the Constitution, and would frustrate the benign
constitutional policy under Articles 15(4)and 16(4)of the
Constitution.
      xxxxx                             xxxxxxx
      xxxxx                             xxxxxxx
      The recognition of the appellant by the member of
Latin Catholic would not, therefore , be relevant for the
purpose of her entitlement to the reservation under Article
16(4), for the reason that she, as a member of the forward
cast, had advantageous star in life and after her completing
education and becoming major married Yesudas; and so,
she is not entitled to the facility of reservation given to the
Latin Catholic, a backward class.


25.             In Gara Yesobu Vs. State of AP (supra), a learned
single judge of this Court held at para 5 as follows:

 As rightly contended by Sri E.B.Ghagiratha Rao,
learned Counsel for the petitioners in Crl.P.No. 3342
of 2003 (ie.A-63 to A-66) the charge is bald and does
not state who among the 66 persons named as
accused uttered the offending words or which of the
accused said what words and/or their overt acts. A
plain reading of the charge-sheet shows that all the
accused abused the alleged victims. As rightly
contended by the learned Counsel it is not possible to
believe that all accused in chorus could have uttered
the same words at the same time. So prima facie
prosecution for an offence under Section 3(1)(x) of
the Act is an abuse of process of law.


26.               In Rajiv Thapar Vs. Madanlal Kapoor (supra), the
Apex Court observed as paragraphs 26 and 27 as follows:

        This Court had an occasion to examine the
matter in State of Orissa Vs. Debendra Nath Padhi,
(supra) (incidentally the said judgment was heavily
relied upon by the learned counsel for the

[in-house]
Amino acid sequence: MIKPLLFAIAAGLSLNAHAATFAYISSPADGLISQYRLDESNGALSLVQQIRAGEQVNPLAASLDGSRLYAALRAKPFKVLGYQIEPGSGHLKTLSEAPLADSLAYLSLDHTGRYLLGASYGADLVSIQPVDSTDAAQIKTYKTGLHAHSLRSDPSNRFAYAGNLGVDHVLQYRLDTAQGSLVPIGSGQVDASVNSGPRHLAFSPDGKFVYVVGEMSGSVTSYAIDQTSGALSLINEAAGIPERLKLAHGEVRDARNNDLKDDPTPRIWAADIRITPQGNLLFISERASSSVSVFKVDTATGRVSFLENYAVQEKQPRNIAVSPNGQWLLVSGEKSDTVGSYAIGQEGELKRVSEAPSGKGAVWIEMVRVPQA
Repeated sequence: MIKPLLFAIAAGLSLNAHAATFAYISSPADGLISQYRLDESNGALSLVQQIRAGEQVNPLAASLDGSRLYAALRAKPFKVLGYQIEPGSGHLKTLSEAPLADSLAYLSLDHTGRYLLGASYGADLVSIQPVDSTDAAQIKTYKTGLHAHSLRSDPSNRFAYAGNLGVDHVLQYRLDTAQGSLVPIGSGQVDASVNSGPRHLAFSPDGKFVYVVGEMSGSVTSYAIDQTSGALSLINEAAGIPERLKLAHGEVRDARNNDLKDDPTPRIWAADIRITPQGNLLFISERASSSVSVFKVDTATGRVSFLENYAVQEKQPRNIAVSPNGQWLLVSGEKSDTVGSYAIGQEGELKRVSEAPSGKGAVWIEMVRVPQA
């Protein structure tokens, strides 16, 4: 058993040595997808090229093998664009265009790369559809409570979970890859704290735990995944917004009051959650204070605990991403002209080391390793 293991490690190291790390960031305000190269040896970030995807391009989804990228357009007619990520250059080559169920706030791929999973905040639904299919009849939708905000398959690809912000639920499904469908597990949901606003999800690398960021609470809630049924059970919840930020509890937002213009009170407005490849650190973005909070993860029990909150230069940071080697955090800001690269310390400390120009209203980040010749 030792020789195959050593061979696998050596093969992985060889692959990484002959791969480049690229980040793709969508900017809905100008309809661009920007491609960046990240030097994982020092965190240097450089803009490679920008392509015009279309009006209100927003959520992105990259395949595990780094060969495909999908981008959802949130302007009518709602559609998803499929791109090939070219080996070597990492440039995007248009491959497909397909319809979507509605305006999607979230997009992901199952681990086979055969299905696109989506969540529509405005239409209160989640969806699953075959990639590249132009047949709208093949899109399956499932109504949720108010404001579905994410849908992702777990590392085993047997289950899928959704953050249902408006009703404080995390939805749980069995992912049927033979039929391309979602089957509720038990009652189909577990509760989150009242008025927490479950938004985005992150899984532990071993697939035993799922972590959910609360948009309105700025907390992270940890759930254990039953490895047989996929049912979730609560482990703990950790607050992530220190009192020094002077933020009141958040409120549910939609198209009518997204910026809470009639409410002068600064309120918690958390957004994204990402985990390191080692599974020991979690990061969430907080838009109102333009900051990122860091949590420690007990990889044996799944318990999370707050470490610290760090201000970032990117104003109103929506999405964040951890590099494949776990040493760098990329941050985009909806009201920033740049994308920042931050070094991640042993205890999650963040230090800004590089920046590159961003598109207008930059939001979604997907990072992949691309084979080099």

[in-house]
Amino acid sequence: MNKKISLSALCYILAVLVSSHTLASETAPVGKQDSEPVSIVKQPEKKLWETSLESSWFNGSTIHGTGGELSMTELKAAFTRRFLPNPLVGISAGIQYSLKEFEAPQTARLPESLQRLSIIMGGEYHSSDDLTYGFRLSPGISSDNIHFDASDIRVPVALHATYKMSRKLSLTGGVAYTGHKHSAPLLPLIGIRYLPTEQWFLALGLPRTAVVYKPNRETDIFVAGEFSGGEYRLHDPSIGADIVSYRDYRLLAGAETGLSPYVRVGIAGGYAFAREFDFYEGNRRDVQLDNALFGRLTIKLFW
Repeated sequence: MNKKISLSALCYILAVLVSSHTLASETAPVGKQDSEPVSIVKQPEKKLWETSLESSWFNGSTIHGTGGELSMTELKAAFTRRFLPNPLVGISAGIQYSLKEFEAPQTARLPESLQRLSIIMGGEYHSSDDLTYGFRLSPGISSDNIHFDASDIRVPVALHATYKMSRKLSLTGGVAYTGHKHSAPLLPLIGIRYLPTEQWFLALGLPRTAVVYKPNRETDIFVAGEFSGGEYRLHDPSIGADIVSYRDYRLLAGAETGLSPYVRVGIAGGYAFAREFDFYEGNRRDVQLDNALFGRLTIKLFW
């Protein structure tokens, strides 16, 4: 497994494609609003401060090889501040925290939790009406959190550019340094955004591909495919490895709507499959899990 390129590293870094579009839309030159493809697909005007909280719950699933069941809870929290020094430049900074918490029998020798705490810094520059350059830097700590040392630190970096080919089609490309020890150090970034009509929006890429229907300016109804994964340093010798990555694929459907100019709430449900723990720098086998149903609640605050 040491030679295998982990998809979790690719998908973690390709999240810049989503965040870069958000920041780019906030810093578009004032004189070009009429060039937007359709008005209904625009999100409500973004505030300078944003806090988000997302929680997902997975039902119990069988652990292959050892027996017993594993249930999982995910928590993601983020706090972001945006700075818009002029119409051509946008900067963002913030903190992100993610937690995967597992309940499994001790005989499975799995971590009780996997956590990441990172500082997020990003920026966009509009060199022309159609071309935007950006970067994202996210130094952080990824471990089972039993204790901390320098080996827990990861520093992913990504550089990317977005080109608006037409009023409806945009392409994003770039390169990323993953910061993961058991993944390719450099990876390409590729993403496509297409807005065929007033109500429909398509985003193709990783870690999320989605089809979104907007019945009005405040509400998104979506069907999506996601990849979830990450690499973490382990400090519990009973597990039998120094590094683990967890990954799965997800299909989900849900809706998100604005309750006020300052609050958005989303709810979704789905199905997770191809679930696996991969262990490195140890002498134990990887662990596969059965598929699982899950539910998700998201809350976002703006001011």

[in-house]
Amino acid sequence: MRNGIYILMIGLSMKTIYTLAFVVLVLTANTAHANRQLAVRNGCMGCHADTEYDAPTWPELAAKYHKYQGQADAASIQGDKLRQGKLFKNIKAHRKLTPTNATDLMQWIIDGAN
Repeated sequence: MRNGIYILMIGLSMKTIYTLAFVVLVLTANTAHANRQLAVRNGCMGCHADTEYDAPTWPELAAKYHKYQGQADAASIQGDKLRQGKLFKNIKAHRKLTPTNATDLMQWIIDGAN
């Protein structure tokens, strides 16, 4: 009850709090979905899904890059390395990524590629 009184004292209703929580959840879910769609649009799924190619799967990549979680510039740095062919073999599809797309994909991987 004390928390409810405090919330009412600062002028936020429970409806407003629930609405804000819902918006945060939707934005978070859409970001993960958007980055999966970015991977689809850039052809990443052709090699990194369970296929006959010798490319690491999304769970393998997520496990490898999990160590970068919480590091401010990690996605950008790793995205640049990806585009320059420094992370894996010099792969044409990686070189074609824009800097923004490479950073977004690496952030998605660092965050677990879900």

respondent-complainant), wherein it was held thus:-
      29. Regarding the argument of accused
having to face the trial despite being in a
position to produce material of unimpeachable
character of sterling quality, the width of the
powers of the High Court under Section 482 of
the Code and Article 226 of Constitution of
India is unlimited whereunder in the interests of
justice the High Court can make such orders as
may be necessary to prevent abuse of the
process of any Court or otherwise to secure the
ends of justice within the parameters laid down
in Bhajan Lal's case. (emphasis is ours).

       Recently, this Court again had an occasion to
examine the ambit and scope of Section 482 of the
Cr.P.C. in Rukmini Narvekar Vs. Vijaya Satardekar &
Ors., (2008) 14 SCC 1, wherein in the main order it
was observed, that the width of the powers of the
High Court under Section 482 of the Cr.P.C. and
under Article 226 of the Constitution of India, was
unlimited. In the instant judgment, this Court held that
the High Court could make such orders as may be
necessary to prevent abuse of the process of any
court, or otherwise to secure the ends of justice. In a
concurring separate order passed in the same case, it
was additionally observed, that under Section 482 of
the Cr.P.C., the High Court was free to consider even
material, that may be produced on behalf of the
accused, to arrive at a decision whether the charge
as framed could be maintained. The aforesaid
parameters shall be kept in mind while we examine
whether the High Court ought to have exercised its
inherent jurisdiction under Section 482 of the Cr.P.C.
in the facts and circumstances of this case.



27.                  In State of Orissa through Kumar Raghavender Sing